Many of us were required to commit long lists of people or things to memory during our school years. The periodic table, the capital cities of every state, and every person who has ever served as the country’s president were all common ones. Turns out Americans are pretty good at picking out the names of our presidents — but they falsely attribute presidential status to a few people as well.

A study from memory researchers at Washington University in St. Louis confirms, among other things, that most Americans are confident that Alexander Hamilton was once president of the United States. While the founding father certainly played an important role in political history, and his face graces the $10 bill, he was never president.

“Our findings from a recent survey suggest that about 71 percent of Americans are fairly certain that Alexander Hamilton is among our nation’s past presidents,” said Dr. Henry L. Roediger III, a human memory expert at Washington University, in a press release. “I had predicted Benjamin Franklin would be the person most falsely recognized as a president, but Hamilton beat him by a mile.”

He said the interesting thing is that the confidence in Hamilton’s once-presidency was fairly high — higher even than the confidence for a few actual presidents. Roediger’s past research has suggested that as a nation, we’re pretty good at naming the first few and last few presidents in the order they served. Less than 20 percent of Americans, however, can remember more than the last eight or nine presidents in order. The current study focuses on something a bit different, Roediger said, because it’s designed to assess how well Americans can recognize the names of past presidents, rather than the bigger challenge of directly recalling the names and listing them.

“Our studies over the past 40 years show that Americans can recall about half the U.S. presidents, but the question we explore with this study is whether people know the presidents but are simply unable to access them for recall,” Roediger said.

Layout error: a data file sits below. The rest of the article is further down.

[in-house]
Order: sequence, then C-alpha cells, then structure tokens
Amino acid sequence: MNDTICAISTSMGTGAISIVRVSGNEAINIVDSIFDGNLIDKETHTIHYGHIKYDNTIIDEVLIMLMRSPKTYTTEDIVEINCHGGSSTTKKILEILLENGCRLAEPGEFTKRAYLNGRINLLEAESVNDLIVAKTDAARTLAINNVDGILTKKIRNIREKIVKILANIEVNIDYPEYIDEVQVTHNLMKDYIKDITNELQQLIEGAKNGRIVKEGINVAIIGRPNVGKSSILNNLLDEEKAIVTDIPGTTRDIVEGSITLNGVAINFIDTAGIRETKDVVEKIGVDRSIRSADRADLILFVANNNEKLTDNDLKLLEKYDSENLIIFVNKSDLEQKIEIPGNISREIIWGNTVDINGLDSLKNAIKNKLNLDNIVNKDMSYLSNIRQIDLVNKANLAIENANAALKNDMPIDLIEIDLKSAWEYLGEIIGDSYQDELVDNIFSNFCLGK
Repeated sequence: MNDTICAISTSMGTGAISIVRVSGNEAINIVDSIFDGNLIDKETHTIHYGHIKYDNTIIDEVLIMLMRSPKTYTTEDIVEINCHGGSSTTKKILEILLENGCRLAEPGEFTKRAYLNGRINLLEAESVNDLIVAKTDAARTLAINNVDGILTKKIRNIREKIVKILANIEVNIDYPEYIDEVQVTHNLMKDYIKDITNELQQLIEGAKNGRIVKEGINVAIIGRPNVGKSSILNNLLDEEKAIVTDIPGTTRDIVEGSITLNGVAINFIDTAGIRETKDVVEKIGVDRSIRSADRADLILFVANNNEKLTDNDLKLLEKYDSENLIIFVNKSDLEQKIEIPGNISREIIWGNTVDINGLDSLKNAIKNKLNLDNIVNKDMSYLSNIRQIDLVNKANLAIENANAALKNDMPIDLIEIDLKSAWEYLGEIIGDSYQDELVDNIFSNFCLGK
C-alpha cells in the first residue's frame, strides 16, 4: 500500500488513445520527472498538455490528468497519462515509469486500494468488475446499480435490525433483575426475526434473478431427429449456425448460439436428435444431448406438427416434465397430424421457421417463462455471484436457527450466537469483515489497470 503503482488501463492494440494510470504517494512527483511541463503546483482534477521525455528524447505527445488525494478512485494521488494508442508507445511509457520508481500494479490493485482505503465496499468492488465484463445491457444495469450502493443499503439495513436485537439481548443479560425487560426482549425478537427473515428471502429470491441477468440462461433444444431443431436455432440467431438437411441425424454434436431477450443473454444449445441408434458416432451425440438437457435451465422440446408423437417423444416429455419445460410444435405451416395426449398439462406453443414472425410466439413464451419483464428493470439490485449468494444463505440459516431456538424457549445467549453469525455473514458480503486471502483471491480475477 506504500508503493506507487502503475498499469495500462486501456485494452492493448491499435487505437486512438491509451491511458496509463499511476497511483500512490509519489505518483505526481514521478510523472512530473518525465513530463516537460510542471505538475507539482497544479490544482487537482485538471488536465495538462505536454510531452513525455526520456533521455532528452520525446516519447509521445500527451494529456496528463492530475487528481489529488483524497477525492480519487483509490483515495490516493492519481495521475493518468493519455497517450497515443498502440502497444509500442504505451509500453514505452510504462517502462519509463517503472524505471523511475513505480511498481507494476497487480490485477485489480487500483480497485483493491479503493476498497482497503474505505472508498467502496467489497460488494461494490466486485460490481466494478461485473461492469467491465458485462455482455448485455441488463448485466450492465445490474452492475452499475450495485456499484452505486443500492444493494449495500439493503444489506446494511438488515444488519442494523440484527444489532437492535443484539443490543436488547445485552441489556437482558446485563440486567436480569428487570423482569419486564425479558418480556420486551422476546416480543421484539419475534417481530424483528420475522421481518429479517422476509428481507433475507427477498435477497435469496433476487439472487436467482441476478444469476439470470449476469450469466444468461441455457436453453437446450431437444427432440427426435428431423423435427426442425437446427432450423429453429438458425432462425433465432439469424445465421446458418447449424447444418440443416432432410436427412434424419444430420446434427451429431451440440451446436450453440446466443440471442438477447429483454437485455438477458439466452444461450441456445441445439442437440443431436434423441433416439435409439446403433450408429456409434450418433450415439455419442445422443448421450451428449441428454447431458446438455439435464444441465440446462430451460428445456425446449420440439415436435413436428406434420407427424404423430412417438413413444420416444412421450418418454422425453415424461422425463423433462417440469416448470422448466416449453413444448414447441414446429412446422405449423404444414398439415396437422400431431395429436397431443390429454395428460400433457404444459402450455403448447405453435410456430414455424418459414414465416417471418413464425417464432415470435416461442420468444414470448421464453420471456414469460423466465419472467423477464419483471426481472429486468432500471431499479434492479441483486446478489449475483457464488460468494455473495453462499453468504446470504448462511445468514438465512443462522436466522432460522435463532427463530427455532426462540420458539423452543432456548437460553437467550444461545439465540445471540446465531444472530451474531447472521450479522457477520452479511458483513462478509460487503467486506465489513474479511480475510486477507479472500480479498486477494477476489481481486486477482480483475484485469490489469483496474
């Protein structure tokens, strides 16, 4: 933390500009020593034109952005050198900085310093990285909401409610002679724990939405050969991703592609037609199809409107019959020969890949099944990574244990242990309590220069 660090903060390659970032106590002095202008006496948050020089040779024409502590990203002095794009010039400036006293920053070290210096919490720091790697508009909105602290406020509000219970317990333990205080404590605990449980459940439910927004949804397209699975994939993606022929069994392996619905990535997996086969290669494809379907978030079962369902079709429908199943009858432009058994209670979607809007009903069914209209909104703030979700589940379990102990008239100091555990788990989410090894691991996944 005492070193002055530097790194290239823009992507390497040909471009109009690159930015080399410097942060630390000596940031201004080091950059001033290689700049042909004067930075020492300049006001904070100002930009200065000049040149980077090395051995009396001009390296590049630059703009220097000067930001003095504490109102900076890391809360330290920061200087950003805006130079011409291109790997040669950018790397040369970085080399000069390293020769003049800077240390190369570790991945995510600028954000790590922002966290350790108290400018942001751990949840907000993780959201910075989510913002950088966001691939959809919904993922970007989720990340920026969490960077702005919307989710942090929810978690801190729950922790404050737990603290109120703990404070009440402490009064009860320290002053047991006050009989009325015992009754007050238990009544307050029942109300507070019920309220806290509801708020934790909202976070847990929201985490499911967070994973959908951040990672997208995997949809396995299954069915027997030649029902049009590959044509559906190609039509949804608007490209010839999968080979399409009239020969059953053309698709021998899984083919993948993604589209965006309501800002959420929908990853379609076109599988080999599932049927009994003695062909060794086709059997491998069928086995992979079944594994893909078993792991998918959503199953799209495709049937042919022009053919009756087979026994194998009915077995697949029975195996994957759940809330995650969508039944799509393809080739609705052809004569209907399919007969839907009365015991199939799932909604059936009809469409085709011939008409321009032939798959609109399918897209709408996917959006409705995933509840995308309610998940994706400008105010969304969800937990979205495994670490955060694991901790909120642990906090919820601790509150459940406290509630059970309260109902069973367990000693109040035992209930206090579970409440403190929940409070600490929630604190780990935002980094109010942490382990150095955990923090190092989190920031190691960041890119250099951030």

The experiment involved 326 people taking an online survey in which they were asked to identify past presidents when presented with a list of names. The list included real past presidents, non-presidents like Hamilton and Franklin, and even other non-famous common names like “Thomas Moore.” With each response, participants also indicated their level of certainty about their choice on a scale of 0 to 100.

The rate for correctly recognizing past presidents was 88 percent — above recall but far from perfect. Some presidents, including Franklin Pierce and Chester Arthur, were recognized less than 60 percent of the time, while Hamilton was more frequently identified as president than several actual presidents. Participants were even more confident in this choice, rating their sureness as 83 on the 100-point scale. Three other prominent figures from American history were identified as presidents: Hubert Humphrey, John Calhoun, and Benjamin Franklin. All of the men were somehow involved in politics.

“These factors may account for their general familiarity in American history, but if subjects cannot recollect their roles, then false recognition as a president may occur because subjects cannot oppose the high name familiarity with knowledge of their actual roles,” Roediger explained. “John Calhoun is a surprise, because he was a supporter of state rights and slavery, but apparently people remember the name but do not know why they know it.”

Interestingly, the false name “Thomas Moor” was chosen as a past president by nearly one third of the participants.

“Our best guess is that the Anglo-Saxon structure of his name, the frequency of both parts of the name, and possibly his confusability with Sir Thomas More, the counselor to King Henry VIII, may have contributed to the name’s familiarity and false recognition,” Roediger said.

The researchers said that names familiar in the right context may be recognized falsely in that context. The study adds knowledge to the field of research focusing on how people remember history — a line of study called collective memory, or historical memory. The findings also spark new ideas about how lasting fame is shaped by human memory function.

Source: Roediger H, De Soto K. recognizing the Presidents: Was Alexander Hamilton President? Psychological Science. 2016.